Loudon High School recently received a $3,500 grant from Tennessee Valley Authority for engineering and digital art and design students to work together.

“They look for innovative STEM projects and, more specifically, they look for projects like what we’re doing to incorporate novel inclusions of STEM categories with other aspects of the school system,” Nathan Kenner, engineering and chemistry teacher, said. “We’re combining engineering with digital arts and culinary. We’re looking to expand that beyond just those two.”

Kris Peterson, digital art and design teacher, said the first focus is on culinary arts because “they’re rocking it.”

“A long time ago back when (former county schools CTE director Tom) Hankinson was here, I remember him talking about how we make so many great things in our classes, our students are very talented,” Peterson said. “We have an auto mechanics department that does oil changes. We have a machine shop that can build anything you want. I have a T-shirt shop that I’ve been wanting to kind of get off the ground.”

Phase one includes building a website and prototype kiosk.

“We’re starting with culinary, who clearly has marketable items,” Kenner said. “They have food items that we can market, and we want to prototype it by marketing to the teachers and then to the students and then whatever community involvement that Amanda (Thomas, culinary arts teacher) has we’ll be able to market through the website that’s being designed by digital arts and managed from the engineering team.”

On Fridays, digital art students go to culinary arts to photograph items that will go on the website. Students are also working to build the food menu, Peterson said.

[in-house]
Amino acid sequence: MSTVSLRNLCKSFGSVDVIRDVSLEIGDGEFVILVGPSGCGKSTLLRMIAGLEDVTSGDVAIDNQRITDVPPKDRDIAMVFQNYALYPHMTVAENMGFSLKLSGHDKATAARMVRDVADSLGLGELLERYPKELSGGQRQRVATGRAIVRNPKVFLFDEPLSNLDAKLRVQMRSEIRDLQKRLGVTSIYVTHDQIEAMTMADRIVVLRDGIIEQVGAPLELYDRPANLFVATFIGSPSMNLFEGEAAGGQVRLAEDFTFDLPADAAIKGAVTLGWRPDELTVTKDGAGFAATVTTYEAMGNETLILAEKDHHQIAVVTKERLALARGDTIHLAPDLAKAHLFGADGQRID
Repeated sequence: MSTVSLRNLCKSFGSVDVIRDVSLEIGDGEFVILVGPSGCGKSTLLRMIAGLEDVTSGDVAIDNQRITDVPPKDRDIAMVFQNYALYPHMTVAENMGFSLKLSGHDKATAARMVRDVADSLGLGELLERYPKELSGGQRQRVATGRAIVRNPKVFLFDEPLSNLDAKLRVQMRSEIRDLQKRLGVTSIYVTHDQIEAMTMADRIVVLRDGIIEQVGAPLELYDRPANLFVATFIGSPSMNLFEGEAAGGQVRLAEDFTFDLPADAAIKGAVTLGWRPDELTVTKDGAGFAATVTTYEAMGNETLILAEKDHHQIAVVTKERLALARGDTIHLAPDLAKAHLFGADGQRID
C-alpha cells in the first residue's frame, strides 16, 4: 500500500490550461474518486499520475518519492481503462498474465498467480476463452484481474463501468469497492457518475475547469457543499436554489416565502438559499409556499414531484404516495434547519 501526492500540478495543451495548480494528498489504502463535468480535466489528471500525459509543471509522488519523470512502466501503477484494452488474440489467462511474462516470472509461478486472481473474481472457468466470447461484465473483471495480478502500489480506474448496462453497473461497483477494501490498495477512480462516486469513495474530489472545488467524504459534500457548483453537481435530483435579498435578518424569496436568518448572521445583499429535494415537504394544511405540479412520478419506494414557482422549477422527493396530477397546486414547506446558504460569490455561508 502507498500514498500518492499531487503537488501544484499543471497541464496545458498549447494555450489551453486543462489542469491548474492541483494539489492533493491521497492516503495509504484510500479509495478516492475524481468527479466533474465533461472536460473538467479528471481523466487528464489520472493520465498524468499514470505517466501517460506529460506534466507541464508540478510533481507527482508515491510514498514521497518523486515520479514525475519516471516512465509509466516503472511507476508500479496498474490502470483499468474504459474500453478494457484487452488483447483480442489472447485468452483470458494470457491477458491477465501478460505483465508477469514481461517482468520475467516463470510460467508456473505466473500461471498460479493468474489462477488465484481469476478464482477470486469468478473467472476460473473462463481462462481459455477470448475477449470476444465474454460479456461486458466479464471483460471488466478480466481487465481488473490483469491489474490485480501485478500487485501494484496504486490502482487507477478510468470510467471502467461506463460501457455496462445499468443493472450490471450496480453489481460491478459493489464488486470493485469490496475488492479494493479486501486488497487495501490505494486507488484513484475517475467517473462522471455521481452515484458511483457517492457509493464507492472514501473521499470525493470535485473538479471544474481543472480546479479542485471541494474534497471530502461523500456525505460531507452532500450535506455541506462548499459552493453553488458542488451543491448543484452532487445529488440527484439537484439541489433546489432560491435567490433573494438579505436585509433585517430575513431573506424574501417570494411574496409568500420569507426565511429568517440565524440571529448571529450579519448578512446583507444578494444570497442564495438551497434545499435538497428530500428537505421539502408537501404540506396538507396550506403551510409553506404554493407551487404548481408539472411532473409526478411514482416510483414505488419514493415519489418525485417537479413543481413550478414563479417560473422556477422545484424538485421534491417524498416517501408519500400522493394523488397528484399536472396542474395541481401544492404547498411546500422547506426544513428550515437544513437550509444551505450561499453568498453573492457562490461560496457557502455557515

“It’ll be in the hallway and it’ll be a place where you can order food from culinary arts eventually,” she said. “They’re going to be building the kiosk, programming it, programming the things that connect to it, the sensors and cameras or whatever. The students are going to decide on how they’d like it to function.”

The kiosk will go inside the hallway, Kenner said.

“Specifically a prototype that’s geared toward teachers being the test subjects and then we want to roll it out to students for the next phase sometime in the fall,” he said. “We’d want to roll out an actual product, hopefully, next year is what I’m thinking and go from there — an actual product being one that could be serviceable for the community itself sometime by the end of next year.”

Amanda Thomas, culinary arts teacher, said her students have been excited to show their creations. One product will be specialty drinks.

“We started a few weeks ago making flavored drinks that mimic local smaller shops around here — clear cups, several layers of flavors, so that’s why I think that draws them in that they get to see all of that,” Thomas said. “We have probably seven different flavors now and we’re adding one.”

Grant money so far has gone toward Raspberry Pi computers and other equipment in Kenner’s class.

Peterson hopes to purchase a domain name and new camera equipment licensing for professional graphics if needed.

“For my kids it’s going to be the first time they’ve built a meaningful website that has purpose,” Peterson said. “That’s what I like about this is it’s got purpose and it’s real. It’s not like, ‘We’re making it up,’ and it’s going to carry on. I was talking to them today that this is like a legacy they’re going to leave behind and other students are going to build on, so they’re kind of like the founders of it all. … And they’re practicing and growing their photography skills, which is good.”

Plans are to make the project span multiple semesters with different students, Kenner said.

Kaylyn Hawkins, LHS junior, worked with peers to photograph culinary art products.

“We are taking pictures of food so that we can use it for the website we’re building for this project,” Hawkins said. “... I am the CEO of the whole thing, so I am working on more of infrastructure than I am taking pictures and doing all that stuff.”

The project is a valuable learning experience, Hawkins said.

“I’ve never thought about business or anything like this, I would have never done any of this stuff before,” she said. “But this has definitely given me a big learning opportunity for sure.”

Issac Stewart, LHS senior and culinary arts student, agreed.

“Today we have a bunch of drinks that we made and then we have just a bunch of assorted desserts that we sell,” Stewart said. “... It kind of teaches us how to sell stuff that you make, I guess, and how to market what we’re making kind of.”